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If ya don't mind the recoil of the 3"ers, sounds like you found a good slug to shoot.

FWIW. I've shot plenty of 3" but have never killed more deer with them then the softer recoiling 2 3/4".

Welcome to TFL.

Last edited by shortwave; October 2, 2013 at 10:12 PM.
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Old October 2, 2013, 09:53 PM   #9
Bake
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Murby,

Now the next step is to copy the "Lot Number" off the box the shells came in, and go back to the store where you got them, and buy a case. They are "Gold"...
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Old October 2, 2013, 11:47 PM   #10
Murby
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My buddy mentioned the lot number thing too.. Seriously? Is it that sensitive that one box of shells will fly differently than the next? Does anyone know why? So lets say two lots do fly differently, how much difference is there going to be?

The recoil of the 3 inch slugs doesn't bother me much as I am a big guy.. Furthermore, since Michigan gun season is usually cold, a winter coat takes a lot of the punch out of it. In addition to that, one of the things I most like about the Nikon slughunter is that it has a whopping 5 inches of eye relief. You don't find that kind of distance in many scopes and folks who wear glasses will really appreciate the extra inch it gives to offset the inch you lose. I love Nikon.. I only wish Canon made scopes too for you can't go wrong with the glass either company makes.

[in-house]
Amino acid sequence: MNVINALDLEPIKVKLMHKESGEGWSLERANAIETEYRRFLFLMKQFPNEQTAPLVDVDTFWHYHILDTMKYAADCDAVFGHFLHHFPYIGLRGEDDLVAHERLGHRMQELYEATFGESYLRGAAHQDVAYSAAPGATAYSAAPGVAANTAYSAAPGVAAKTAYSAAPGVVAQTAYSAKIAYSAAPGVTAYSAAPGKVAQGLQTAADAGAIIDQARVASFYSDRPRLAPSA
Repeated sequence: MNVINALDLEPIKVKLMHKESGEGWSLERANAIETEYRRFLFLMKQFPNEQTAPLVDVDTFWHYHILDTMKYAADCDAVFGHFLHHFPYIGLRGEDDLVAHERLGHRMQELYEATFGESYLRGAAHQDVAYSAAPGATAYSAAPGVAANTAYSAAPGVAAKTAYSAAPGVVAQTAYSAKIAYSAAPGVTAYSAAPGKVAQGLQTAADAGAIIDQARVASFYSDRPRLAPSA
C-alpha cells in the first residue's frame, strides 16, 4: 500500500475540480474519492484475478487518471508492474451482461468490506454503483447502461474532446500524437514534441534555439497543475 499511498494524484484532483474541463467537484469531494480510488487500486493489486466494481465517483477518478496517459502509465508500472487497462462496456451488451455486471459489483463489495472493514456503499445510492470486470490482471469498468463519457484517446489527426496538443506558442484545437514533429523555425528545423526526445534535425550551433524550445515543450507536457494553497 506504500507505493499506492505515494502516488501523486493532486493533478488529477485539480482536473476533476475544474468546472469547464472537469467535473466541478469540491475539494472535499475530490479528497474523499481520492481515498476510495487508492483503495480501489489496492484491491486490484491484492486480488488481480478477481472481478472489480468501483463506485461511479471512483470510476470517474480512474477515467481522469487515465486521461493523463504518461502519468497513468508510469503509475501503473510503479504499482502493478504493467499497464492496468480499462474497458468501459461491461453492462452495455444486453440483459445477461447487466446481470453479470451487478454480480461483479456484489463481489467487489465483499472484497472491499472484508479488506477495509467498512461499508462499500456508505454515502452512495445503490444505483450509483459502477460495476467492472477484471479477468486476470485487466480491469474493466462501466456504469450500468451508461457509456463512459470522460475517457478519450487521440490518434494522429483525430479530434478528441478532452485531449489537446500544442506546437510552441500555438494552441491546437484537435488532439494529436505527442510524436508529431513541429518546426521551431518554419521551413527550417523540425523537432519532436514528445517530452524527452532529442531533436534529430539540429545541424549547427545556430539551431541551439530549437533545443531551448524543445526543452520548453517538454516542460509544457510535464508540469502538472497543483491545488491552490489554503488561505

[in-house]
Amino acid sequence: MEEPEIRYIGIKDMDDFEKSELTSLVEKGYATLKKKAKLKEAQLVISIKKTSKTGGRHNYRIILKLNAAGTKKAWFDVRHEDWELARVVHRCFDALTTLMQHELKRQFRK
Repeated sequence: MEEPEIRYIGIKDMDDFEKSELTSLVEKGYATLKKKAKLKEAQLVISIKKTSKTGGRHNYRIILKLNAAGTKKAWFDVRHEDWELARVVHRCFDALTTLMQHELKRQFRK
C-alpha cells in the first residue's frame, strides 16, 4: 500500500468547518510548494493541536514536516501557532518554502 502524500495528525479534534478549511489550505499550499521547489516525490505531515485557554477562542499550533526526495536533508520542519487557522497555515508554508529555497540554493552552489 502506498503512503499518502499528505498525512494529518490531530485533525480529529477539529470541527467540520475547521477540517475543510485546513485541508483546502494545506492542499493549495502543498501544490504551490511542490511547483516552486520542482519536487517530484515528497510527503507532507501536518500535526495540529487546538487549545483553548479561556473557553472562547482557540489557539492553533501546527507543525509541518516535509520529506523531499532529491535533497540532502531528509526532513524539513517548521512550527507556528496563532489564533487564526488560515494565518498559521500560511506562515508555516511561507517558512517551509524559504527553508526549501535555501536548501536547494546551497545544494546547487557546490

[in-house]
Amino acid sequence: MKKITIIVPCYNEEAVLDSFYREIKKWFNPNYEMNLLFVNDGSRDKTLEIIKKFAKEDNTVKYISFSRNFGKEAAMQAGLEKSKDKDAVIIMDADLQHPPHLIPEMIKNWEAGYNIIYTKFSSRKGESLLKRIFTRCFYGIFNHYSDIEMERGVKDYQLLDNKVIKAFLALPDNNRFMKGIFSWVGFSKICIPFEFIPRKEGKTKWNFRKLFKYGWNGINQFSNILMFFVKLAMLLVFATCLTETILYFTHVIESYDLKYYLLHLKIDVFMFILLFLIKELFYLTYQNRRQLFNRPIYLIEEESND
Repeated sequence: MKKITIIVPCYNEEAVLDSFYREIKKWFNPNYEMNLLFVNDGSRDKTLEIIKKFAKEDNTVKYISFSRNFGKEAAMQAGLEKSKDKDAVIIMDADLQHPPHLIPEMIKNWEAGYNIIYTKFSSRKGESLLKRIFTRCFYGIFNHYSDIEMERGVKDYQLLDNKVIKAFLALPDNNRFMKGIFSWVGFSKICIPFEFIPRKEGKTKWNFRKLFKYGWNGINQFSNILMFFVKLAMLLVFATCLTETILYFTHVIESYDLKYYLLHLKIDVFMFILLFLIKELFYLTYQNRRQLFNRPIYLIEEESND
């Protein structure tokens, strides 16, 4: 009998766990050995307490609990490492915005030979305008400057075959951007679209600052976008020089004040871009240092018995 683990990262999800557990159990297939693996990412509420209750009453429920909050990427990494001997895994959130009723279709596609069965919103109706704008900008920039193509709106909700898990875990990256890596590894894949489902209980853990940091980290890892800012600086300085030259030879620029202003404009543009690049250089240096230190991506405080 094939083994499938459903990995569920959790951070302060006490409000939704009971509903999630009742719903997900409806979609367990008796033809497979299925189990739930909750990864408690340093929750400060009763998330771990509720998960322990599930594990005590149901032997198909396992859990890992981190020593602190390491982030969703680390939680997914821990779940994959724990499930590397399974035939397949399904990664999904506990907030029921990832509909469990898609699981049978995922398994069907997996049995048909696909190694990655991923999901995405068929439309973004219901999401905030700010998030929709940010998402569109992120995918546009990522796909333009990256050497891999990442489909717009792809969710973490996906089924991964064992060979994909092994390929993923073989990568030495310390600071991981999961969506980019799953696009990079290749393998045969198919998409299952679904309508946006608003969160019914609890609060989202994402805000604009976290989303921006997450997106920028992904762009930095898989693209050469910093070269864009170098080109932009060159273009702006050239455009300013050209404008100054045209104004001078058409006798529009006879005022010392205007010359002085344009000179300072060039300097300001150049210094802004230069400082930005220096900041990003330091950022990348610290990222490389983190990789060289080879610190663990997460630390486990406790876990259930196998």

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Old October 3, 2013, 06:13 AM   #11
BigD_in_FL
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Absolutely go buy all the rest with that lot number
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Old October 3, 2013, 12:13 PM   #12
Bake
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Mur,

My thinking is, now that you have a "Good" load, and I don't see a price drop coming anytime soon.

As a Non-hunter, I assume you will go to the range about a week before "Opening Day" and check your "Zero". Let say, you shoot a 3 shot group that makes a 3 leaf clover, 1" high at your average hunting range. Sounds to me, you're "Good To Go".

On "Opening Day", you're out in the woods in your hide. You load your shotgun with the 2 remaining rounds from the box you took to the range, and top off the mag with a round from the extra box (same lot number)in your pack.

You pass on the first couple of deer, and on the 3rd you decide to shoot him. You know your ammo, is good, you know your scope, is good, you know you can hit the deer.

Next year its the samething, good ammo (Same Lot Number), rechecked zero, another deer in the freezer. But if you have to find new ammo, you will have to start allover again.

Most ammo is pretty good, but there are differences, 1 Lot may shoot lower, or higher, or left, or right. All good groups, just the POA, & POI may change.
And like I said, "The price of good ammo is not going down!".

"Good Luck", & I hope you fill your tag
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Old October 3, 2013, 10:20 PM   #13
Murby
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I don't think I'm going to go buy out all the boxes of that lot number this year.. I bought two boxes (10 rounds total), used 5 of them, and have 5 left for hunting.. (Only need one shot per kill so I have plenty).

My reasoning is this..
I saw a video on youtube here: http://www.youtube.com/watch?v=Lz5VUlQri4Q concerning the winchester partition gold slugs not expanding like they're supposed to.
I'm going to use them this year but if I don't see big honkin holes in the animal, I'm going to switch and try Hornady SST slugs with the poly tip.

We'll see how it goes.. won't know for sure until I actually shoot a deer with it. Perhaps that gel in the youtube vid is too soft or something.